A bombshell witness has claimed he met Lynette Dawson at a NSW hotel in early 1982 during which she confided her plan to run away overseas.
Chris Dawson is standing trial in the NSW Supreme Court, where he has pleaded not guilty to murdering his wife who disappeared from their Bayview home on Sydney’s northern beaches in January 1982.
Mr Dawson’s defence has argued that she fled their marital home of her own volition and had contacted her husband by phone several times after she had left.
The Crown prosecution alleges that Ms Dawson was killed by Mr Dawson so he could be with a then teenage former student and babysitter, JC.
The defence called Paul Cooper, a man who said he had a chance meeting with Ms Dawson at a pub at Warners Bay, in the Lake Macquarie region, in early 1982.
Mr Cooper, 60, told the court that Ms Dawson looked out of place given the hotel was a “tradie’s bar”.
Mr Cooper, from the Gold Coast, told the court that the woman told him that she had fled her home because her husband had been unfaithful, that he was “controlling” and she was leaving to start another life.
Mr Cooper said she asked him to book a motel room for her because she didn’t like where she was staying at the time.
“Apparently, the gentleman who owned the place where she was staying had been coming into her room and making advances and she didn’t like it,” Mr Cooper said.
Mr Cooper said Ms Dawson had told him that she had two children but was running away from her family home because of marital problems.
“We got back to the reason why she wanted me to book (the motel room) was because she didn’t have any ID on her at all,” Mr Cooper told the court on Monday.
“She had money because she sold something and she’d been planning it for a couple of weeks.
“She didn’t have it quite all together. She was waiting to get a passport from somebody who was going to meet her in a couple of weeks, she had to wait two weeks to get a passport … She was going to go to Bail and then head off to another country overseas.”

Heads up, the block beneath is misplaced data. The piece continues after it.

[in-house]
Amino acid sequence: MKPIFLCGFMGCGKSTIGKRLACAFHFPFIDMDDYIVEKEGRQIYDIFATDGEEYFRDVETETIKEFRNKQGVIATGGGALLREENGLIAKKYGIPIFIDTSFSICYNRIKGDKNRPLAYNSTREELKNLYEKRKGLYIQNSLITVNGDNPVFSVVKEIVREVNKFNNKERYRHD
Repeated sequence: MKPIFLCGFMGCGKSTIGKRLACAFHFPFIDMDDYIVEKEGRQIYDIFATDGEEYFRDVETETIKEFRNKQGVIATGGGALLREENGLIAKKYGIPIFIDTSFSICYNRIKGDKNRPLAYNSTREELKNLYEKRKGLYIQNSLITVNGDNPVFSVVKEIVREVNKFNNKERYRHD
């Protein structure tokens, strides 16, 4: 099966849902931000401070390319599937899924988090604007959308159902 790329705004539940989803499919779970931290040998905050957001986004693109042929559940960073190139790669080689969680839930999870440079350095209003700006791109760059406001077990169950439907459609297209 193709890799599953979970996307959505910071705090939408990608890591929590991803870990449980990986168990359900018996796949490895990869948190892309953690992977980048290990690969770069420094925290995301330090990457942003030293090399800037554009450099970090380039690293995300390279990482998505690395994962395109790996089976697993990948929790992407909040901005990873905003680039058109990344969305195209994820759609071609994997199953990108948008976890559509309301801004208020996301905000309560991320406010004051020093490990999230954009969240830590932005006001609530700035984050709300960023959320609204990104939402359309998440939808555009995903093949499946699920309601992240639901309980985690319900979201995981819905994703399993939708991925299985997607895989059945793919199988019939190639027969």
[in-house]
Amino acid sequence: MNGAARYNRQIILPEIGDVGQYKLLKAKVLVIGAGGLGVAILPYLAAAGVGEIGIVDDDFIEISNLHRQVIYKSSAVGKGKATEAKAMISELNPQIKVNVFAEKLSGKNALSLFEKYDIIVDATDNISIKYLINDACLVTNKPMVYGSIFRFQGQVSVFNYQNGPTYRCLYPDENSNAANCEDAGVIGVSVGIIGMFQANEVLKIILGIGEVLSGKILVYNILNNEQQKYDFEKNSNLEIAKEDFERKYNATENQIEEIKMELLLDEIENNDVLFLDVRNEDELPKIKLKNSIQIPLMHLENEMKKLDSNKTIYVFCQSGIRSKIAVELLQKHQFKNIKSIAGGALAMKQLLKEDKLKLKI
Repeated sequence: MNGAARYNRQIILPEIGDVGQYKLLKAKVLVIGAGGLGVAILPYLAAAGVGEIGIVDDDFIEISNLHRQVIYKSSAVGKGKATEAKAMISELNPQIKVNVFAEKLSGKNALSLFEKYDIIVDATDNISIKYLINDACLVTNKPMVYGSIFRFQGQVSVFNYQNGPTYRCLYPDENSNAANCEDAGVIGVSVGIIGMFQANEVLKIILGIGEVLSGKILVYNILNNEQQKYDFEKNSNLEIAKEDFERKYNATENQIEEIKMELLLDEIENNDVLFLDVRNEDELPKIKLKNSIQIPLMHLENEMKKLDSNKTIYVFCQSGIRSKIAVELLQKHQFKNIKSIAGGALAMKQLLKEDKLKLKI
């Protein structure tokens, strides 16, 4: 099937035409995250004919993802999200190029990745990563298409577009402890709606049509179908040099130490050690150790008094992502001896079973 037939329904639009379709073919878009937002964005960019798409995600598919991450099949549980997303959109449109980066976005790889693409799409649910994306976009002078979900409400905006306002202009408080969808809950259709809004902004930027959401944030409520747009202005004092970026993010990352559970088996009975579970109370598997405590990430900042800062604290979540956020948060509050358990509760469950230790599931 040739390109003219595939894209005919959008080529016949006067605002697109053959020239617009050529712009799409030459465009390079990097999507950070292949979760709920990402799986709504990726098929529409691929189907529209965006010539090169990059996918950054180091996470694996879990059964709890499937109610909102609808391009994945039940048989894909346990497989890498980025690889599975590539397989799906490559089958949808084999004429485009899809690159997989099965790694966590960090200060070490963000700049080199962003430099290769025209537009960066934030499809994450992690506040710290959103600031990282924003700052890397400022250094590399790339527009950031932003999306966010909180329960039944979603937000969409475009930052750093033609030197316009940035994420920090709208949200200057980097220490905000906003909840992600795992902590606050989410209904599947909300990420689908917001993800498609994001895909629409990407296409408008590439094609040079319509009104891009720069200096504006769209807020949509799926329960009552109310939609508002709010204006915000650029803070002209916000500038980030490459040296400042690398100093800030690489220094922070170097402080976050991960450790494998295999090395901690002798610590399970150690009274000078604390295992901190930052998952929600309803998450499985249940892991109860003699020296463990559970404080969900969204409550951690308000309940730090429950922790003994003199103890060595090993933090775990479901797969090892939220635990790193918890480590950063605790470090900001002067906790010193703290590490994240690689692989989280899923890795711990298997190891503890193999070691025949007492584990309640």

He said he tried to convince her to not leave her young children, having grown up without his own parents.
He also told her that by leaving people would presume that Mr Dawson had murdered her.
But Mr Cooper said he formed a view that it was the woman’s intention to set “her husband up”.
“I said to her they’re going to think he knocked ya,” Mr Cooper said.
“And I got the impression that was the whole process of it, leaving everything behind. I was taken aback by it.”
He said he had never been in contact with Mr Dawson but saw an image of Ms Dawson on A Current Affair in 2018.
He said did not go to the police because he doubted they would believe him and instead contacted Mr Dawson’s solicitor Greg Walsh.
“How do you know the woman in 1982 at the Warners Bay Hotel was in fact Lynette Dawson?” he was asked by defence barrister Pauline David.
“Just her smile and the presence of her face, it’s sort of a sad image, it made an impression on me,” Mr Cooper said.
“It was an unforgettable afternoon, it blew me away. I’ve never been able to forget it.”
Mr Cooper added that he was “100 per cent” certain that the woman he spoke to in the hotel was Ms Dawson.
Chris Dawson told detectives during a 1991 interview that he couldn’t explain why his missing wife never contacted family and friends.
Under cross-examination from Crown prosecutor Craig Everson, Mr Cooper told the court that he had been to jail for theft, drug offences, break and enter and armed robbery.
The court was told that he had been arrested for possession of marijuana and heroin.
However, he denied his use of those drugs had affected his memory.
The defence closed its case on Monday afternoon after calling Mr Cooper.
The trial continues with closing submissions.